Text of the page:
I know you have all been waiting with bated breath to hear what happened since the last Thursday Flyer blog post. Well, I survived the training flight I got to tag along on—not without a few scares orchestrated by the pilots as a part of the training. The next few posts will detail our trek into the Idaho backcountry.
Morning light spilled into the MAF hangar as the large door rose to reveal the stunning Owyhee Mountains. Their snow-capped brilliance dwarfed the small Cessna 206 we were about to board. This small, metal vehicle was supposed to carry MAF Chief Pilot Brian Shepson, MAF candidate Chris Ball, and myself into one of the most remote parts of the US. I hoped both the plane and the pilots were up to the task of getting me safely back to my cozy cubicle at the end of the day.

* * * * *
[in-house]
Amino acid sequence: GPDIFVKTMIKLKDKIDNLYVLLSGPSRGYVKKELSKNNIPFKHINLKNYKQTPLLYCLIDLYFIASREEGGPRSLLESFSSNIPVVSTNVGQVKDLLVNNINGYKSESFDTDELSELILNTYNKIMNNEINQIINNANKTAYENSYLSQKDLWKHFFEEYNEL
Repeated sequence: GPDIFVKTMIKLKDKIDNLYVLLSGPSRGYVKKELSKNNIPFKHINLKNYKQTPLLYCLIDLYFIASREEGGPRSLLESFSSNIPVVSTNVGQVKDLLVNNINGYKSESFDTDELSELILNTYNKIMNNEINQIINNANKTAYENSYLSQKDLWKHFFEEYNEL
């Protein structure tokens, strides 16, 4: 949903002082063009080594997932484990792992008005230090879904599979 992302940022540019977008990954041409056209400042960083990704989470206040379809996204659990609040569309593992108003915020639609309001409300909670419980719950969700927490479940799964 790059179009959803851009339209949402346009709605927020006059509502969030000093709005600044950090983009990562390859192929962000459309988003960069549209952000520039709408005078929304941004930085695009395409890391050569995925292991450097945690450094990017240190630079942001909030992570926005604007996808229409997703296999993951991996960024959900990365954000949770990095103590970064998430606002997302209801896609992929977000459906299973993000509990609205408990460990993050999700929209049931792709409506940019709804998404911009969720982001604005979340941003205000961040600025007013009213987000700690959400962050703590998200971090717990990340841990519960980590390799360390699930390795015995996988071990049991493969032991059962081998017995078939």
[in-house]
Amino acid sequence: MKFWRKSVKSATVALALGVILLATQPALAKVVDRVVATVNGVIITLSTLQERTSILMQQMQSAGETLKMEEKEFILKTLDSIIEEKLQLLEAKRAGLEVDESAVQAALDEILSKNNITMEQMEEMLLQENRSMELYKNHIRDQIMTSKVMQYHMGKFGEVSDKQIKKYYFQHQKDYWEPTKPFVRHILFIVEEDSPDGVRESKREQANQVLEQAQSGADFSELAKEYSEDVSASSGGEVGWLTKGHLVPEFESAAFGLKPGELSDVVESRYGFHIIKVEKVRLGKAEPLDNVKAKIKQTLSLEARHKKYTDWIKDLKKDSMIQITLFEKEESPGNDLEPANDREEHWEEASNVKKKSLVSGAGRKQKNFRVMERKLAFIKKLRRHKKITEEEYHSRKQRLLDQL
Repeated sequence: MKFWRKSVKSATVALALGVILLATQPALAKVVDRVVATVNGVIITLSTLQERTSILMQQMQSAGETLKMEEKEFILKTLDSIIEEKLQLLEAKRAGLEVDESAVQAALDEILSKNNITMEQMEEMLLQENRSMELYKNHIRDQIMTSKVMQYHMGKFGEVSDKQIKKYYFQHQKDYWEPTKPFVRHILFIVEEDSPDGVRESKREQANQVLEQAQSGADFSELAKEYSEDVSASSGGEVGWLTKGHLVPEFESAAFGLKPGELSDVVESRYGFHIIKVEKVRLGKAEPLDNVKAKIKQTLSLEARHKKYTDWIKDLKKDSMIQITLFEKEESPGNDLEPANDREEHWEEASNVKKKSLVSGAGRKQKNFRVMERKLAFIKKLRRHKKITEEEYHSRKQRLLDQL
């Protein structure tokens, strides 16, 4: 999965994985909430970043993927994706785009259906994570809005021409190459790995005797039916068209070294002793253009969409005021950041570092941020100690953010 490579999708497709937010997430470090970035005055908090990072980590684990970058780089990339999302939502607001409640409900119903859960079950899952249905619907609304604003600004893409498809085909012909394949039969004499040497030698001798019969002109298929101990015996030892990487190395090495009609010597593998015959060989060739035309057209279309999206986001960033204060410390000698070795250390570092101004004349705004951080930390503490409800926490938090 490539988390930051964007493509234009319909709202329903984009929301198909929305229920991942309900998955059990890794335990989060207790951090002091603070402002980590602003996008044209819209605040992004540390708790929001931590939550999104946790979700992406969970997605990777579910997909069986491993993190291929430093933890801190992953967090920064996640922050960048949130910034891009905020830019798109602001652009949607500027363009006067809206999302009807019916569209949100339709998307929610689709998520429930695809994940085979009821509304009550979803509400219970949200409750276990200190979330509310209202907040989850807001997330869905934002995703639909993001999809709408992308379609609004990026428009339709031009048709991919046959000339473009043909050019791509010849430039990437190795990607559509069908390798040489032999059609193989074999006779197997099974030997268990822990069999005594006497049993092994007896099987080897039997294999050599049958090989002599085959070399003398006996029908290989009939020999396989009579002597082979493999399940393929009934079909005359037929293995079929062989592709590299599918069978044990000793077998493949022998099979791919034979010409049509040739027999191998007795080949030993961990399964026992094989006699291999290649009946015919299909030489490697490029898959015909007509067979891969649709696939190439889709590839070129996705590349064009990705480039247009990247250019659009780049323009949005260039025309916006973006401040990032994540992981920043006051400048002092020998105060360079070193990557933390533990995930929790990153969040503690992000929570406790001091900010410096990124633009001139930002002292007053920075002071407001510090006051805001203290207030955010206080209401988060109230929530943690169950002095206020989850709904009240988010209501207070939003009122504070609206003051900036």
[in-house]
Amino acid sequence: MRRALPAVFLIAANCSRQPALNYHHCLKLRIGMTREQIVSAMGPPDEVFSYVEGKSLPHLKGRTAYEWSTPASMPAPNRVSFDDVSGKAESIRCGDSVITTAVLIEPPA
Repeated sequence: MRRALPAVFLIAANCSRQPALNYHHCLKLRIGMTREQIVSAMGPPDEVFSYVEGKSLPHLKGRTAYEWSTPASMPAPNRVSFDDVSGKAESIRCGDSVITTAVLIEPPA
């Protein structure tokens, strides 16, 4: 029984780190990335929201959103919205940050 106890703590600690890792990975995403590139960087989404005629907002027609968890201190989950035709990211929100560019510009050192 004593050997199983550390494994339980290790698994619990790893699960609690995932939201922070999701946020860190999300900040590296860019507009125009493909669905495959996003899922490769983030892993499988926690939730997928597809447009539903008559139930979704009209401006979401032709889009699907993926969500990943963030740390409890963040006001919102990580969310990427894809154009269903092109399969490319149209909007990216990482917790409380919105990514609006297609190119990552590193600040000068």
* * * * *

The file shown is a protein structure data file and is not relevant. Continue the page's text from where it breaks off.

“Here is your headset. You will be able to talk to Brian and me throughout the flight,” said Chris. “Get comfy and strap yourself in. Here is an extra water bottle. Oh yeah, and in case anything happens to Brian or myself, just flip the emergency locator switch there at the front of the cockpit.”
I sat in the backseat of the airplane and waited for the pilots to finish their pre-takeoff procedures outside. I thought about what I read on the Owyhee Mountains before the flight.
Straddling the Idaho/Oregon border, the Owyhees are a barren network of mountains, canyons, sagebrush, and volcanic fields. Owyhee County, Idaho—an area bigger than the state of New Jersey—is still policed by an actual sheriff’s posse and wild horses can be spotted running across the mountain prairies.
Our flight would take us into the heart of the Owyhees to a remote landing strip, where Chris would practice aborting takeoffs and try to master one of MAF’s most risky procedures: Drops.
Once Brian and Chris boarded the plane, Chris said a quick prayer, started the engine and taxied the plane toward the runway. Little did I know, the flights there and back would be just as exciting as the planned training exercises…